Economic Development News September 2, 2020

How the Charlotte region's transportation sector is finding the road back to growth

Charlotte’s transportation and logistics industry has already seen short-term damage caused by the Covid-19 pandemic. It is likely going to see long-term changes as a result. And, possibly, that could be a good thing.

The industry saw the loss of 7,533 jobs in the second quarter, a decline of about 11%, according to the Charlotte Regional Business Alliance. 

“I think transportation and warehousing is an area that provides a lot of mid-wage jobs, and a lot of consumer spending that comes from that supports a lot of other industries in the economy,” said Chuck McShane, senior vice president of economic research at the Alliance. “It’s a crucial part of the economy, a crucial piece in the economic ripple effects.”

Overall, the region lost about 156,000 jobs in the second quarter as the pandemic stalled the local and national economy, McShane’s analysis shows.

Among the transportation industries hit hardest: airlines and Charlotte Douglas International Airport. Jobs in air transportation across North Carolina declined 26% from March to July, McShane said. 

Many of those jobs are unlikely to return soon as air travel remains sluggish; several airlines are still cutting flights and employees. American Airlines Group Inc. (NASDAQ: AAL), based in Fort Worth, Texas, keeps its second-largest hub at Charlotte Douglas, where it operates some 90% of flights.

American said in July it could furlough more than 1,450 employees in Charlotte this fall. Its regional subsidiary, PSA Airlines, also notified the state last month that nearly 250 workers at CLT could be furloughed in the fall. American Airlines received $5.8 billion through the Coronavirus Aid, Relief and Economic Security Act’s Payroll Support Program. The company and other airlines are looking for further federal intervention.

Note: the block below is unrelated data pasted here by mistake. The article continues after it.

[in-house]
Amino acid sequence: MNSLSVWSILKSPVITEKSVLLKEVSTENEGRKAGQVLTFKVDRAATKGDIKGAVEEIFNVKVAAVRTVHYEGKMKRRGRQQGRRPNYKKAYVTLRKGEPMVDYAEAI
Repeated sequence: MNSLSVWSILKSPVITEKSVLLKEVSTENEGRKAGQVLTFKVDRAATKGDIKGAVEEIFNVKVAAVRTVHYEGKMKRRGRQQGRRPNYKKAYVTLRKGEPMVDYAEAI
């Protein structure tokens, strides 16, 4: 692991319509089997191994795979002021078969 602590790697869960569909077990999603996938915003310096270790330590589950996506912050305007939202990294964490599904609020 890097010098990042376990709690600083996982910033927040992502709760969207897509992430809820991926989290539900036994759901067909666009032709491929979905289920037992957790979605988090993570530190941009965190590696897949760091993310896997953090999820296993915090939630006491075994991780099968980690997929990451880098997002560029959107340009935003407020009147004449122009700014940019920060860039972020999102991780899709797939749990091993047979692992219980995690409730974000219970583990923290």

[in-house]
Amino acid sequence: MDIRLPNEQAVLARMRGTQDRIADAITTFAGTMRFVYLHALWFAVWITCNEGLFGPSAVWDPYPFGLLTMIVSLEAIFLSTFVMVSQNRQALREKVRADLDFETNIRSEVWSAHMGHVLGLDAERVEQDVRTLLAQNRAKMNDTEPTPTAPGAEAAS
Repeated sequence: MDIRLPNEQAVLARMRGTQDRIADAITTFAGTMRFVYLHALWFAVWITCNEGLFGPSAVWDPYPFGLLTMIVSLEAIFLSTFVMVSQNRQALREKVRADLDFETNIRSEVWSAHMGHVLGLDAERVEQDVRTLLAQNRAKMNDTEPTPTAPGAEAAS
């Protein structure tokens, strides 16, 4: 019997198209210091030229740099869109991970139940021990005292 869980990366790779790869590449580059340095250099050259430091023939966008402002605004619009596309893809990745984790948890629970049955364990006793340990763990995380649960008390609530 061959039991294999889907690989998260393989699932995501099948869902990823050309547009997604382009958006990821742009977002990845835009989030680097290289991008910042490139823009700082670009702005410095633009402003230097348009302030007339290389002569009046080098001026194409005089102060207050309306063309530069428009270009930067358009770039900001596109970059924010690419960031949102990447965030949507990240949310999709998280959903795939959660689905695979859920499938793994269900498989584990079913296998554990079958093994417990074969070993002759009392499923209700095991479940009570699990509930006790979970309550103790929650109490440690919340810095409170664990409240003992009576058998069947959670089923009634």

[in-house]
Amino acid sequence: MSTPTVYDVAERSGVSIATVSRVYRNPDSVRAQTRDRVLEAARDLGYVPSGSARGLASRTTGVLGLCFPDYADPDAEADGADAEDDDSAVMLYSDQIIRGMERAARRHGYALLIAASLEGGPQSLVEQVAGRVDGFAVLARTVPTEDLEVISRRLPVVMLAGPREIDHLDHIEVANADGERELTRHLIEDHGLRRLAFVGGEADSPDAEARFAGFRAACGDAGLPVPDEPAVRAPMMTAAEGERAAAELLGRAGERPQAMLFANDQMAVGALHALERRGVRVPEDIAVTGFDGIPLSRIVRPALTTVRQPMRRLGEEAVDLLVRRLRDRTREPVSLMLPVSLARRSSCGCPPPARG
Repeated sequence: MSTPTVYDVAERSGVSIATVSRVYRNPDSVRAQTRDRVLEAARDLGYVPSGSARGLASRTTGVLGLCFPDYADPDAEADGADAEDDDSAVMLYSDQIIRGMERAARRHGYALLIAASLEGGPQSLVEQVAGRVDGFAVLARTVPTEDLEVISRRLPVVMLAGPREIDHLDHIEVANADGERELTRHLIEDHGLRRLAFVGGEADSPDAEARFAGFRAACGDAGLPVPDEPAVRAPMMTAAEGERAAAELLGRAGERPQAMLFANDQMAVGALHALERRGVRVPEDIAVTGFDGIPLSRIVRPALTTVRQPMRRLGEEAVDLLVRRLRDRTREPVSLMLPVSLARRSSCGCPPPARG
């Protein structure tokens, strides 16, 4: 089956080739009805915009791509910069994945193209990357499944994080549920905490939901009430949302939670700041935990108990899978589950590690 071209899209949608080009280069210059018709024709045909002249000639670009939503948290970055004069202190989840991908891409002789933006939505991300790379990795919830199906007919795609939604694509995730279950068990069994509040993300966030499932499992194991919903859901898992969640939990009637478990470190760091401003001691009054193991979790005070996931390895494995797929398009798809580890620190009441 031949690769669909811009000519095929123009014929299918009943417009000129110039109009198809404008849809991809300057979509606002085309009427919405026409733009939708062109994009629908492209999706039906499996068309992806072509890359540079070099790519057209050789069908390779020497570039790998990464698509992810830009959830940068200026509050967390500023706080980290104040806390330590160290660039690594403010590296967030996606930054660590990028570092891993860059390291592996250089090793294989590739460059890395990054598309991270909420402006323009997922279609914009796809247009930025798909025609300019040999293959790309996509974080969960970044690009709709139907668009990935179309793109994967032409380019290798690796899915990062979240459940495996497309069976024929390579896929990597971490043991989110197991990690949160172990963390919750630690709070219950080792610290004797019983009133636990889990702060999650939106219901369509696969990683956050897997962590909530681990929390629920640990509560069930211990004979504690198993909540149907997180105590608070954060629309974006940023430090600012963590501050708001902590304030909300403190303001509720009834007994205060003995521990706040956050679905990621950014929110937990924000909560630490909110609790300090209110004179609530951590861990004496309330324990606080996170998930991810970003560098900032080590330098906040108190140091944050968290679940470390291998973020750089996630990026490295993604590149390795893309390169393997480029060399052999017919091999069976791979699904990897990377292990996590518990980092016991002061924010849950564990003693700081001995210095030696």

Mike Walden, an economist and professor at N.C. State University, said the transportation sector was hit hard between March and May but began to see improvements in employment after that, with a 3% increase in jobs in the Charlotte area in June. That momentum will continue, he said, as the economy adjusts to the challenges presented by Covid-19. “I expect there to be more opportunities in this sector as the economy reconfigures in a post-pandemic world.”

One example: Restaurants and supermarkets may eventually need to hire professional transportation firms for their deliveries. 

Other potential future gains? The spike in online shopping caused by widespread economic shutdowns and the general continued growth of e-commerce have already played a significant role in the growth of warehousing and distribution in Charlotte. The region is home to several Inc. (NASDAQ: AMZN) distribution centers with more in the works. Amazon plans to fully occupy the 566,800-square-foot industrial building at WestPark 85 near CLT, for instance, and will lease a 200,533-square-foot building in Concord for a new delivery station.

In June, Ross Stores announced a $68 million, 700-job expansion for its distribution presence in York County. 

The Silverman Group’s Charlotte Intermodal Logistics Center, a 421,00-square-foot industrial building near Charlotte Douglas, has been fully leased for distribution and logistics uses between May and July before its expected delivery in the third quarter.

“I think we’ve seen a lot of continued activity in the industrial warehouse real estate space as that whole supply chain and industry try to realign around e-commerce and that last-mile service,” McShane said.


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Collin Huguley  – Staff Writer, Charlotte Business Journal